Metro watch update: Texas Medical Center – Missouri City commuter rail line and 2017 bond referendum

Image credit: Pixabay

It’s been over five months since I published my last blog post on flooding. I have to confess to not belting out my rancid criticism of local government like I once did, but I don’t have the fire to write like I used to. However, a number of major issues have reared their head in local politics, including Houston’s 7+ billion dollar pension shortfall debacle, a multi-billion dollar sewer system problem, and now rumblings of the Metropolitan Transit Authority wanting to build a commuter rail line out to Missouri City Texas and hold yet another bond election for more rail. This post is an update on Metro.

The TMC – Missouri City rail line

Metro’s new board chairwoman, Carrin Patman, has been on a minor media offensive recently, pushing for the construction of a commuter rail line between the Texas Medical Center and Missouri City. She has the backing of Congressmen Green and Culberson. The rail line was part of the hotly contested November 2003 Metro referendum. A fellow named Steve Brown cheerleads the rail line at the site of one of Houston’s most reliable socialists.

I’ve probably attended a hundred public meetings having to do with Metro Rail over the years. One of the standard boilerplate opinions that I’ve heard expressed an untold number of times, usually by either local politicians, various board appointees, chambers of commerce businessmen types, or other members of the officially ordained expert class, goes along the lines that “This rail line has to be built because there are X millions of square feet of commercial development in the area. Additionally, there are Y thousands of people who live in the area. The area is vibrant, growing, and in need of rail!” Mr. Brown’s statement fits this general observation to a T.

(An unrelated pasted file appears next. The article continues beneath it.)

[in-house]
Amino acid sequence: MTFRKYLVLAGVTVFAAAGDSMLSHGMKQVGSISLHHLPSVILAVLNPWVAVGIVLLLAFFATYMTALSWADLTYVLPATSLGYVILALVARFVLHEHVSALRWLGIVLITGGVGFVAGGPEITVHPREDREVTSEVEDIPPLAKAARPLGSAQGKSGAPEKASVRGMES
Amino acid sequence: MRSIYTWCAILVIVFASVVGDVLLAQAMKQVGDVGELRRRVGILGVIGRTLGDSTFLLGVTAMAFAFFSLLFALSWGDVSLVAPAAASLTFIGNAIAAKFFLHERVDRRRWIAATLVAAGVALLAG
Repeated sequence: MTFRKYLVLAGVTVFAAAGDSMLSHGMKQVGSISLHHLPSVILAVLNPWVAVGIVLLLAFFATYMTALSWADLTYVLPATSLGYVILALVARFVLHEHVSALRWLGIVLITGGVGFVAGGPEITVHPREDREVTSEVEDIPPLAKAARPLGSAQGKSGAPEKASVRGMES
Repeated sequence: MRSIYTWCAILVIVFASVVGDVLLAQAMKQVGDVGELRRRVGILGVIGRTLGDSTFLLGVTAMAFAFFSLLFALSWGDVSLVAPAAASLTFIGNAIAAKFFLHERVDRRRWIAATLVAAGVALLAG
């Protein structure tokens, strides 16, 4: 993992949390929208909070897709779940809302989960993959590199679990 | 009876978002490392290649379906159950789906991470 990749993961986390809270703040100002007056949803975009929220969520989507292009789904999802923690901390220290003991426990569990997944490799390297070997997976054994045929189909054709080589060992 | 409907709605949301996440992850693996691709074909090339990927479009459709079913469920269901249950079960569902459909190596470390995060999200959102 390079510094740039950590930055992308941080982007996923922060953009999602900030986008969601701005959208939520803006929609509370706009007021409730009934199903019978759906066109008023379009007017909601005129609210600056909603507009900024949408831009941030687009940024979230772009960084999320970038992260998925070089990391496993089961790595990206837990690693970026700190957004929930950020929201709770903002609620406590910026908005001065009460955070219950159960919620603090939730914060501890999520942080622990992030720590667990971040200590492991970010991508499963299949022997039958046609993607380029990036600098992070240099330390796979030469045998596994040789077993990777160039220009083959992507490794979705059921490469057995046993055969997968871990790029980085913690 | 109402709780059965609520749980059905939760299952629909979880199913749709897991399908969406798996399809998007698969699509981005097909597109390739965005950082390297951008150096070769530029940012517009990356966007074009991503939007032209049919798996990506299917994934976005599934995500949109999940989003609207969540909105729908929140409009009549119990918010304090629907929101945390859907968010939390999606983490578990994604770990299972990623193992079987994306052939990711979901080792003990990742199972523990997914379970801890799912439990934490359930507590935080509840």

This justification of building rail needs to stop, albeit I know full well by now that it won’t and the credentialed political classes will keep spouting it. Metro’s record with light rail lines producing the predicted results is only one for four, with the Main Street rail line matching and beating the previous bus traffic, but the other three rail line extensions failing to match predicted outcomes by substantial margins.

The ridership prospects for a commuter rail line, as with all other rail lines other than the Main Street line, are not looking good. A review of Metro’s ridership report for the #170 Missouri City / Texas Medical Center bus route, which my old spreadsheet indicates has been running since 1999, shows that the bus route has been attracting between 400 and 850 boardings per day for the past 17 years. Remember that the government transit industry in America counts boardings, not riders, when reporting ridership data. Each and every time a person boards a transit vehicle, the boarding gets counted. Ergo, it is highly likely that the actual number of patrons using the #170 Missouri City/TMC bus route is half of the “boardings” figure, so it is probable that only 200 – 400 transit patrons have been using Metro over the years between Missouri City and the TMC. Metro’s page for the #170 bus route indicates there are 14 buses that leave Missouri City in the morning for the TMC between 5:06 am and ending at 8:16 am. 13 buses leave the TMC for Missouri City between 3:55 pm and ending at 6:54 pm. The boardings data for June 2016 was 829 boardings per day (see the last page of the June 2016 ridership report).